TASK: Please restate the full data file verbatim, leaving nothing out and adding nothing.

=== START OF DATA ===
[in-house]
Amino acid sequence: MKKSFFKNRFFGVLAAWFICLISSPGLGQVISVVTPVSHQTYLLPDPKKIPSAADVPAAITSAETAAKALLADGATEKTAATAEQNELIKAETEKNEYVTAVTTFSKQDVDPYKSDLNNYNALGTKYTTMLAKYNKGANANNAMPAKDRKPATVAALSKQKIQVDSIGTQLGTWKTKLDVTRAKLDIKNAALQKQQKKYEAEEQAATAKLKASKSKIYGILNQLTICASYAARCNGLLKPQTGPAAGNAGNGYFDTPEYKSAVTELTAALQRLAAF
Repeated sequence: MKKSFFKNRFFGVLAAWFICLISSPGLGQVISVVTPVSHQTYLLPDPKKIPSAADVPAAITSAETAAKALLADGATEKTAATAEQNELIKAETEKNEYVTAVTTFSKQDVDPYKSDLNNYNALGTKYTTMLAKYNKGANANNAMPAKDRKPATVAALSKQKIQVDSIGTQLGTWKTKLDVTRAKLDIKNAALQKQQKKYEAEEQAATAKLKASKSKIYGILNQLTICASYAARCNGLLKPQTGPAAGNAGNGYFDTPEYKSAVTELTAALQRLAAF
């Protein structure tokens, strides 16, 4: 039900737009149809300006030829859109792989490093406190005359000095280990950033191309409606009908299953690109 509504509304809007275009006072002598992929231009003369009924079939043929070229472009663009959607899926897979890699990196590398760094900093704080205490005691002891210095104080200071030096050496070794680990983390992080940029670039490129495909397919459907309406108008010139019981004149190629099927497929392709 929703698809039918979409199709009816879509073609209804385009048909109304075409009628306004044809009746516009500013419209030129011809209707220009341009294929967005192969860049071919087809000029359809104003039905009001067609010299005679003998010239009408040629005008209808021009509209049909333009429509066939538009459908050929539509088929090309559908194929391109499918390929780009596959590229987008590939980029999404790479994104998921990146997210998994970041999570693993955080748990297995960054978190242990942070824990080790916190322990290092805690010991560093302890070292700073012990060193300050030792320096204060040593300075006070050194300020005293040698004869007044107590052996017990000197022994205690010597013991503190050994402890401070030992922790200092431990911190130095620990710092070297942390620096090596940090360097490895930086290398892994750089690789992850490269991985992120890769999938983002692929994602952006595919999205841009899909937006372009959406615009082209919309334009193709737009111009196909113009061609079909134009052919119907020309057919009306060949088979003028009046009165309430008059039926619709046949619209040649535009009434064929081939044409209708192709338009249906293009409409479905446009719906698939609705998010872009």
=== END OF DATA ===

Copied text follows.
[in-house]
Amino acid sequence: MKKSFFKNRFFGVLAAWFICLISSPGLGQVISVVTPVSHQTYLLPDPKKIPSAADVPAAITSAETAAKALLADGATEKTAATAEQNELIKAETEKNEYVTAVTTFSKQDVDPYKSDLNNYNALGTKYTTMLAKYNKGANANNAMPAKDRKPATVAALSKQKIQVDSIGTQLGTWKTKLDVTRAKLDIKNAALQKQQKKYEAEEQAATAKLKASKSKIYGILNQLTICASYAARCNGLLKPQTGPAAGNAGNGYFDTPEYKSAVTELTAALQRLAAF
Repeated sequence: MKKSFFKNRFFGVLAAWFICLISSPGLGQVISVVTPVSHQTYLLPDPKKIPSAADVPAAITSAETAAKALLADGATEKTAATAEQNELIKAETEKNEYVTAVTTFSKQDVDPYKSDLNNYNALGTKYTTMLAKYNKGANANNAMPAKDRKPATVAALSKQKIQVDSIGTQLGTWKTKLDVTRAKLDIKNAALQKQQKKYEAEEQAATAKLKASKSKIYGILNQLTICASYAARCNGLLKPQTGPAAGNAGNGYFDTPEYKSAVTELTAALQRLAAF
């Protein structure tokens, strides 16, 4: 039900737009149809300006030829859109792989490093406190005359000095280990950033191309409606009908299953690109 509504509304809007275009006072002598992929231009003369009924079939043929070229472009663009959607899926897979890699990196590398760094900093704080205490005691002891210095104080200071030096050496070794680990983390992080940029670039490129495909397919459907309406108008010139019981004149190629099927497929392709 929703698809039918979409199709009816879509073609209804385009048909109304075409009628306004044809009746516009500013419209030129011809209707220009341009294929967005192969860049071919087809000029359809104003039905009001067609010299005679003998010239009408040629005008209808021009509209049909333009429509066939538009459908050929539509088929090309559908194929391109499918390929780009596959590229987008590939980029999404790479994104998921990146997210998994970041999570693993955080748990297995960054978190242990942070824990080790916190322990290092805690010991560093302890070292700073012990060193300050030792320096204060040593300075006070050194300020005293040698004869007044107590052996017990000197022994205690010597013991503190050994402890401070030992922790200092431990911190130095620990710092070297942390620096090596940090360097490895930086290398892994750089690789992850490269991985992120890769999938983002692929994602952006595919999205841009899909937006372009959406615009082209919309334009193709737009111009196909113009061609079909134009052919119907020309057919009306060949088979003028009046009165309430008059039926619709046949619209040649535009009434064929081939044409209708192709338009249906293009409409479905446009719906698939609705998010872009």